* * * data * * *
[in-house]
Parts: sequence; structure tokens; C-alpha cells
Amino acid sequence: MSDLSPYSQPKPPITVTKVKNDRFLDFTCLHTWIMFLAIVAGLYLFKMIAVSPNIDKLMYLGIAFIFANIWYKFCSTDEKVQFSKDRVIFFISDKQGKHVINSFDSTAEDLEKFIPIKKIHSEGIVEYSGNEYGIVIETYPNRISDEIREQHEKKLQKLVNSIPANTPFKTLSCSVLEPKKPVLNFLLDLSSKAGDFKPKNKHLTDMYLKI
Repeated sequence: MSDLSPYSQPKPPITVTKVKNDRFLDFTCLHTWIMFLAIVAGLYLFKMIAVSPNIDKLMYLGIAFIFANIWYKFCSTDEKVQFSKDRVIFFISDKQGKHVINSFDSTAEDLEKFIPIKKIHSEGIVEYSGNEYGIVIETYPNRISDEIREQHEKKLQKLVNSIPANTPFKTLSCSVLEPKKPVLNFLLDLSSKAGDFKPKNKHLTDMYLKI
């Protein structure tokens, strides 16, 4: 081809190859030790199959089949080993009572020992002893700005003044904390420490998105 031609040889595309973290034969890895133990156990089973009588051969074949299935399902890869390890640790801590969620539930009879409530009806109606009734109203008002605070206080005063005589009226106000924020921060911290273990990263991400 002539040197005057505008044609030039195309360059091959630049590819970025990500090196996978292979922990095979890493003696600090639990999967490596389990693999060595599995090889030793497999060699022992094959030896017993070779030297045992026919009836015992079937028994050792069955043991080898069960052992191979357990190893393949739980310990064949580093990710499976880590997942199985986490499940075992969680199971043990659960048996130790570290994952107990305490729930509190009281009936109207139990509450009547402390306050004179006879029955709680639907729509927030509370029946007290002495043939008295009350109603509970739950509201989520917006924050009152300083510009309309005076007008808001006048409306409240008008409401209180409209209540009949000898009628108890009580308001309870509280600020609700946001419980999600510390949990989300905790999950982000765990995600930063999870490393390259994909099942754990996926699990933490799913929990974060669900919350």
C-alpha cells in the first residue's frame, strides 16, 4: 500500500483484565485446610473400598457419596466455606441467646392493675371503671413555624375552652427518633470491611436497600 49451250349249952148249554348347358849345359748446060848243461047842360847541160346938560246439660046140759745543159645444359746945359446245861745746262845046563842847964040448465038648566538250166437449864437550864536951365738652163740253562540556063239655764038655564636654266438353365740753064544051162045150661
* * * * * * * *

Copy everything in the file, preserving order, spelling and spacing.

[in-house]
Parts: sequence; structure tokens; C-alpha cells
Amino acid sequence: MSDLSPYSQPKPPITVTKVKNDRFLDFTCLHTWIMFLAIVAGLYLFKMIAVSPNIDKLMYLGIAFIFANIWYKFCSTDEKVQFSKDRVIFFISDKQGKHVINSFDSTAEDLEKFIPIKKIHSEGIVEYSGNEYGIVIETYPNRISDEIREQHEKKLQKLVNSIPANTPFKTLSCSVLEPKKPVLNFLLDLSSKAGDFKPKNKHLTDMYLKI
Repeated sequence: MSDLSPYSQPKPPITVTKVKNDRFLDFTCLHTWIMFLAIVAGLYLFKMIAVSPNIDKLMYLGIAFIFANIWYKFCSTDEKVQFSKDRVIFFISDKQGKHVINSFDSTAEDLEKFIPIKKIHSEGIVEYSGNEYGIVIETYPNRISDEIREQHEKKLQKLVNSIPANTPFKTLSCSVLEPKKPVLNFLLDLSSKAGDFKPKNKHLTDMYLKI
């Protein structure tokens, strides 16, 4: 081809190859030790199959089949080993009572020992002893700005003044904390420490998105 031609040889595309973290034969890895133990156990089973009588051969074949299935399902890869390890640790801590969620539930009879409530009806109606009734109203008002605070206080005063005589009226106000924020921060911290273990990263991400 002539040197005057505008044609030039195309360059091959630049590819970025990500090196996978292979922990095979890493003696600090639990999967490596389990693999060595599995090889030793497999060699022992094959030896017993070779030297045992026919009836015992079937028994050792069955043991080898069960052992191979357990190893393949739980310990064949580093990710499976880590997942199985986490499940075992969680199971043990659960048996130790570290994952107990305490729930509190009281009936109207139990509450009547402390306050004179006879029955709680639907729509927030509370029946007290002495043939008295009350109603509970739950509201989520917006924050009152300083510009309309005076007008808001006048409306409240008008409401209180409209209540009949000898009628108890009580308001309870509280600020609700946001419980999600510390949990989300905790999950982000765990995600930063999870490393390259994909099942754990996926699990933490799913929990974060669900919350």
C-alpha cells in the first residue's frame, strides 16, 4: 500500500483484565485446610473400598457419596466455606441467646392493675371503671413555624375552652427518633470491611436497600 49451250349249952148249554348347358849345359748446060848243461047842360847541160346938560246439660046140759745543159645444359746945359446245861745746262845046563842847964040448465038648566538250166437449864437550864536951365738652163740253562540556063239655764038655564636654266438353365740753064544051162045150661